Generally Car Batteries older than 2 years are not capable of handling the ultra-cold that Snow-belt weather brings to the U.S. Especially if you got a Never-start from Wal-mart. Those batteries tend to be unable to hold a charge below 32 degrees.
Assuming you have a good battery that is less than 2 years old, you may have a drain in the system. Have an auto parts place do a battery check on the battery. Most Autozone's have a free battery device that you can hook up the battery to, and it will run tests to check it's condition. Likewise they also offer free charging services to see if it's just under-charged, then test it again under load to see if it's in good condition. If not (and this isn't an ad) get a Duralast Gold. If you have a nicer car, an Optima battery is ideal for ultra-cold climates. I like the red one myself. It's pricey as heck, but saves you having to do alot of work, or miss work.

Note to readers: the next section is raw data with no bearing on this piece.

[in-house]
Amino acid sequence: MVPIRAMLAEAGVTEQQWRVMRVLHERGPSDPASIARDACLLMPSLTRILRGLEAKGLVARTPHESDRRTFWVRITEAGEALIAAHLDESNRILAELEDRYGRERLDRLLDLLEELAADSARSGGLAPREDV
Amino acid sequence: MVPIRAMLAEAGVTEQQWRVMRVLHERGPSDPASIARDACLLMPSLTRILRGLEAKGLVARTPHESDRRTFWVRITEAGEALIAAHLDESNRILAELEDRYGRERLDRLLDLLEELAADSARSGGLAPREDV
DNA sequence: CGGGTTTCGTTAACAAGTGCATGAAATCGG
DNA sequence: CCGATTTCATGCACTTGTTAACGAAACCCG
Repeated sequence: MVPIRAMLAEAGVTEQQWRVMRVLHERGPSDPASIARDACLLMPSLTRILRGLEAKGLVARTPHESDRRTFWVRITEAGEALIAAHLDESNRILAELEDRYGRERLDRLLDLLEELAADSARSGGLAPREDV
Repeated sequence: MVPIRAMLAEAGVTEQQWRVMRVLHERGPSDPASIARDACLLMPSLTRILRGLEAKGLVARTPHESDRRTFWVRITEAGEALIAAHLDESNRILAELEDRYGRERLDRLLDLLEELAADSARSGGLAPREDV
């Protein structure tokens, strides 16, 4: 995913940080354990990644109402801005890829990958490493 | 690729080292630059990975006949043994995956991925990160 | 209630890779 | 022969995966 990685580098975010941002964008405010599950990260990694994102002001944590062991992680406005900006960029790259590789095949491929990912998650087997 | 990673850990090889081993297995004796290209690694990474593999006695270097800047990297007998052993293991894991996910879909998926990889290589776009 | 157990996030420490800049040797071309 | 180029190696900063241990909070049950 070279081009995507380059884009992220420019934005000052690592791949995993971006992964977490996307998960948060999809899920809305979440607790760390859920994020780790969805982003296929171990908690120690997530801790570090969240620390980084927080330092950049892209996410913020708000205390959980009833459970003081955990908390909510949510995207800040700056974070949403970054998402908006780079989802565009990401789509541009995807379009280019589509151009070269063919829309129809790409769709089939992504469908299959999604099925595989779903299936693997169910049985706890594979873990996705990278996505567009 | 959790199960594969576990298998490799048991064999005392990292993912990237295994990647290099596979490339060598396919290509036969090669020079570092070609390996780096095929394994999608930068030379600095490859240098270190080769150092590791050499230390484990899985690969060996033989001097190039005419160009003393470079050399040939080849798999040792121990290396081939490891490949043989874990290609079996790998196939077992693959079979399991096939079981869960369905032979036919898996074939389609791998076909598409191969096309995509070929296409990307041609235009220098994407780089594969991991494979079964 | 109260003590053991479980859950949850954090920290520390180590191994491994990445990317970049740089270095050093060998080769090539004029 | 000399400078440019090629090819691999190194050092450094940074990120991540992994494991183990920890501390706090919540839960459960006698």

If the battery checks out okay, and even if it doesn't, there is another thing to consider. You may have a drain in the car. Check for lights on in the glovebox, the trunk light, the hood light (if equipped), and any add-on sound or lights that might be on. Have an electrical expert check your car's main bus for larger than 1 amp of power draw, while the car is off. If there is, then there is a good chance there is a product on, or a short somewhere drawing power from the battery continuously.
Wednesday, January 28th, 2009 AT 8:24 PM